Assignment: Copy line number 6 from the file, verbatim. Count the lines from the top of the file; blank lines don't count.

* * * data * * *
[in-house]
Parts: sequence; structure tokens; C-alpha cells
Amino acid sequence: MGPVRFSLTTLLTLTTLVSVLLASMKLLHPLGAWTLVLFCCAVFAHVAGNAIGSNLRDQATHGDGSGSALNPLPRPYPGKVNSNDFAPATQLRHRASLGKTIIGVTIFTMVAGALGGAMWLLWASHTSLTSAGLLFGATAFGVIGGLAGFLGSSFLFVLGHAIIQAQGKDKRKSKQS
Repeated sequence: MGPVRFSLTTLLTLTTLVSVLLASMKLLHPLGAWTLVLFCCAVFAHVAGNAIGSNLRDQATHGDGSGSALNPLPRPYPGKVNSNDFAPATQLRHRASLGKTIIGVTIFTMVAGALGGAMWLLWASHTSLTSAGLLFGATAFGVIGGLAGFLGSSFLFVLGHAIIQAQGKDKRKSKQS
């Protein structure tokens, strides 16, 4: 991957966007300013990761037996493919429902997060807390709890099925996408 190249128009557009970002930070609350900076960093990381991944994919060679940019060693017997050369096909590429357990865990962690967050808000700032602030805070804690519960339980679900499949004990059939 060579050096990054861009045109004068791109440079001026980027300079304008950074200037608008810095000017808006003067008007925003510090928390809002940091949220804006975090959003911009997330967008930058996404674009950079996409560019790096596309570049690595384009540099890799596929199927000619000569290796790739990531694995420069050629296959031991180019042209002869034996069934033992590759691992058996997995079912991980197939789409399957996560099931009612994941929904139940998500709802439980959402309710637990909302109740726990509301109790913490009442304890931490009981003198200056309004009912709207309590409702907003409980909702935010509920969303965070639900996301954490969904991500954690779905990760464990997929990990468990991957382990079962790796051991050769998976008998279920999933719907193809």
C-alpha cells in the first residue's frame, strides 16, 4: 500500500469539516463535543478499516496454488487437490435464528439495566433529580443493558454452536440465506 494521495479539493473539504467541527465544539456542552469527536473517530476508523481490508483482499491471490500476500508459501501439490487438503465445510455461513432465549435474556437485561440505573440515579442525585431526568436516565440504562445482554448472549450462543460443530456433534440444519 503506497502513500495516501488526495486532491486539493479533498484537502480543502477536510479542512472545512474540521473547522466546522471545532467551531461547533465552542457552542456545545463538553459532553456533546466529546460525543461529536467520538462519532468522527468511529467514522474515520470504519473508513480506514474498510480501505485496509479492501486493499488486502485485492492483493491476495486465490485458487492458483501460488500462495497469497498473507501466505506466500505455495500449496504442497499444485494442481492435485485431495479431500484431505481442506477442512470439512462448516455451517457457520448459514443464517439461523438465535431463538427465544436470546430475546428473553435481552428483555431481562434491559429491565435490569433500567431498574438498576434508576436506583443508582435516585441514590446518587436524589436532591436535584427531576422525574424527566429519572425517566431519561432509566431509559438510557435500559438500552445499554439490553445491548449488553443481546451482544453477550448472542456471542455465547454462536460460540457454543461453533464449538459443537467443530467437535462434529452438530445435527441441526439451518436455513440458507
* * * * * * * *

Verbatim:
C-alpha cells in the first residue's frame, strides 16, 4: 500500500469539516463535543478499516496454488487437490435464528439495566433529580443493558454452536440465506 494521495479539493473539504467541527465544539456542552469527536473517530476508523481490508483482499491471490500476500508459501501439490487438503465445510455461513432465549435474556437485561440505573440515579442525585431526568436516565440504562445482554448472549450462543460443530456433534440444519 503506497502513500495516501488526495486532491486539493479533498484537502480543502477536510479542512472545512474540521473547522466546522471545532467551531461547533465552542457552542456545545463538553459532553456533546466529546460525543461529536467520538462519532468522527468511529467514522474515520470504519473508513480506514474498510480501505485496509479492501486493499488486502485485492492483493491476495486465490485458487492458483501460488500462495497469497498473507501466505506466500505455495500449496504442497499444485494442481492435485485431495479431500484431505481442506477442512470439512462448516455451517457457520448459514443464517439461523438465535431463538427465544436470546430475546428473553435481552428483555431481562434491559429491565435490569433500567431498574438498576434508576436506583443508582435516585441514590446518587436524589436532591436535584427531576422525574424527566429519572425517566431519561432509566431509559438510557435500559438500552445499554439490553445491548449488553443481546451482544453477550448472542456471542455465547454462536460460540457454543461453533464449538459443537467443530467437535462434529452438530445435527441441526439451518436455513440458507